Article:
I slid into Molina on Saturday night, not knowing that Michael Bauer would come out with a rave review of it on Sunday. Bauer is not wrong: the little Mill Valley restaurant is a gem. (And good luck getting a table now.) The pretty space is done by Doug Washington and flavored with a lot of nowness: hexagon white tiles in the kitchen wrapping around a wood fired oven (the only method of heat other than a fryer), LPs on display and on the turntable, chefs in t-shirts with requisite tattoos. The food is the kind that makes a Californian proud—fresh, beautiful, restrained. I loved the peas and clams (especially with a side of chunky french fries). I loved the cioppino. I'll also admit I loved parking right out front and drinking a rose a warm Marin night. As a San Franciscan not used to such luxuries, I was definitely transported. —S.D.
I moved to San Francisco after Ravi Kapur left the kitchen at Prospect and haven't experienced Liholiho Yacht Club, so was very fortunate to have the opportunity to attend his Outstanding in the Field dinner at Everett Family Farm last Sunday. Between the food and the context—a long table parked in the middle of bucolic farmland, beneath the setting sun—it was one of the best meals I’ve had in a very long while. I pretty much loved everything that was put on my plate, but it was actually one of Kapur’s hors d’oeuvres that really gets my memory drooling: a soft expanse of naan adorned with thin slices of summer squash and slicked with a primer coat of green garlic mascarpone. Under normal circumstances, I can eat disturbing amounts of naan; under these circumstances, I could have made an entire meal of it, as well as breakfast the next day. —R.F.M.
Every time I dine at a restaurant that I've been to before, I feel compelled to order a dish I've never tried before. So, a bit burdened with some food-writer's sense of guilt, I defiantly ordered the braised cabbage with walnuts, topped with a shower of eerily waving bonito flakes, at Namu Gaji on Tuesday night. At this Mission District Korean-ish restaurant, I've had this dish at least four times and I always pair it with a side of brown rice and a glass of their funky orange wine. And that's dinner. Professional issues aside, it was a reminder that returning to the foods that you know and love can be such a comfort. I even ordered more rice to go and had the leftovers for lunch the next day. —S.D.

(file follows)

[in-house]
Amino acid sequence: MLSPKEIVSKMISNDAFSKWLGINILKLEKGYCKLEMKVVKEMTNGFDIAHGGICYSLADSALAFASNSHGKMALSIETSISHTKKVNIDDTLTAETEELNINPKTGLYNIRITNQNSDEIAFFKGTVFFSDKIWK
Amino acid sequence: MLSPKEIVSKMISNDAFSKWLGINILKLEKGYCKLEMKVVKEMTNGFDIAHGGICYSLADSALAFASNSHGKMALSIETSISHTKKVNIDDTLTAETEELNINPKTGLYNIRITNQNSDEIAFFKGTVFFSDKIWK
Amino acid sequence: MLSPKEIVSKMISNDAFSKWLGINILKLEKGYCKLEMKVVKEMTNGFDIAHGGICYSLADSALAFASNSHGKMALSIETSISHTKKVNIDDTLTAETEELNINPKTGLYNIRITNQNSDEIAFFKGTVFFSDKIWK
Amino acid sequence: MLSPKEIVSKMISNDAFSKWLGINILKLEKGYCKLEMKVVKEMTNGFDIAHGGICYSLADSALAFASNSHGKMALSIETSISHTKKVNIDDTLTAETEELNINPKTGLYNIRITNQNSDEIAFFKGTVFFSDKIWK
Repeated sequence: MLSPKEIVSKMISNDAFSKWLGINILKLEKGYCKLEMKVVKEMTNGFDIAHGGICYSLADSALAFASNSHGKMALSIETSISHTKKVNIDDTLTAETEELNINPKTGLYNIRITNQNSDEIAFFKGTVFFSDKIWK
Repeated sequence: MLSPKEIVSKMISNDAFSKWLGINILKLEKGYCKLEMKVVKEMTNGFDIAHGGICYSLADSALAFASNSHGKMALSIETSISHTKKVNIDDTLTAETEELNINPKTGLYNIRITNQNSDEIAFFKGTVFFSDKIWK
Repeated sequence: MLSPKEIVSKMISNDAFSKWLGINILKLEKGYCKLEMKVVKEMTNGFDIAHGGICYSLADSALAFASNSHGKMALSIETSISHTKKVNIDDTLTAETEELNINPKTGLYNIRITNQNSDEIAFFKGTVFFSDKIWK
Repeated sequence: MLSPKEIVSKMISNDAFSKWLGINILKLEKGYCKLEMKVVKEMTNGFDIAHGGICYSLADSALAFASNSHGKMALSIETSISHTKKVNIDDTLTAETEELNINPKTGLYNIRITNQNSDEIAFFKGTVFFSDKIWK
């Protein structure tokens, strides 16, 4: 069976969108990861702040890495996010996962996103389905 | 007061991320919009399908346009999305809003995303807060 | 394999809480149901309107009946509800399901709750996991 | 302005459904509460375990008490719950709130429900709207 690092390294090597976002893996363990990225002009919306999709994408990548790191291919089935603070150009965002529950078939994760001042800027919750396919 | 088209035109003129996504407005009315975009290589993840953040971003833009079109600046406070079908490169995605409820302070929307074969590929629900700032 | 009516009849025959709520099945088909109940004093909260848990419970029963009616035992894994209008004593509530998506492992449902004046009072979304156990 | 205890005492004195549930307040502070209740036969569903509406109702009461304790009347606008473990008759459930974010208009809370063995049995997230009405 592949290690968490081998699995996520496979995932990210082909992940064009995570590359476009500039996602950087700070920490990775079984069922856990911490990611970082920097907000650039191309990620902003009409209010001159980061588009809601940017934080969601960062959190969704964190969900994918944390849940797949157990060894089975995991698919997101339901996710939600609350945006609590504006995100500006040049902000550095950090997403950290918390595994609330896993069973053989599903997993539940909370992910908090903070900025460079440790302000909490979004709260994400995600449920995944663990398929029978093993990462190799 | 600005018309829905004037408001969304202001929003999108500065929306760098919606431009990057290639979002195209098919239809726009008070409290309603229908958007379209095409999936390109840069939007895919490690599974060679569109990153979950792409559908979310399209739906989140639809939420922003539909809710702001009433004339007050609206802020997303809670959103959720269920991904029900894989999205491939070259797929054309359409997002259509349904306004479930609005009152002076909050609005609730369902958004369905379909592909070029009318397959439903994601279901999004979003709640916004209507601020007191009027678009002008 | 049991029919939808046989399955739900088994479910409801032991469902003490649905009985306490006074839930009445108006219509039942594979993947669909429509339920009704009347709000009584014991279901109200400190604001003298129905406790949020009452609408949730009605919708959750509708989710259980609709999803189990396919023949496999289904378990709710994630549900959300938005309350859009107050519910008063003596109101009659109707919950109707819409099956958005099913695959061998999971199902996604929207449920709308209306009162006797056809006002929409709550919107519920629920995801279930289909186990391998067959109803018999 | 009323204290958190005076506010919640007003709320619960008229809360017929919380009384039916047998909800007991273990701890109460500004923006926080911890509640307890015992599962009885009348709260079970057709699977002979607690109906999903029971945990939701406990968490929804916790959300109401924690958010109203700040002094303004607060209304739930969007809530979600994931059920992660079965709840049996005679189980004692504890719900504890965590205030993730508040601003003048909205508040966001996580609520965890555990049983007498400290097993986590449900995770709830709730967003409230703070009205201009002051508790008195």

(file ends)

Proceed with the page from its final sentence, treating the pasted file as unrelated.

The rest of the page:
It’s been about a month since Charlie Parker took over the kitchen at Haven. Judging by what I ate there on Tuesday night, he’s staged a benevolent coup. His style is fresh, vibrant, and relaxed; it’s California cuisine, but not slavishly so. It’s just very happy food. One highlight of my dinner was a plate of seared Monterey squid served with smoked fingerling potatoes, artichokes, and chopped-up Castelvetrano olives. The sweet, tender squid made an ideal partner for the savory crunch of the fingerlings, and the olives tied up the whole thing with a bright, salty bow. It was a dish made for tickling the dopamine receptors. Like I said, happy food. —R.F.M.
Beer nuts are a criminally underrated food. Or at least that’s what I thought as I dug through a bowl of them at Bartlett Hall last night. The new Union Square bar—excuse me, gastropub—serves an “Angostura-spiced” version with pistachios, peanuts, cashews, and marcona almonds. Though I didn’t detect any Angostura, I did enjoy my ride on the sweet-salty seesaw, happily going up and down between the two as I ate handful after handful, trying to steal as many marcona almonds as I could from my friend, who was also eating as many as he could get his hands on. —R.F.M.
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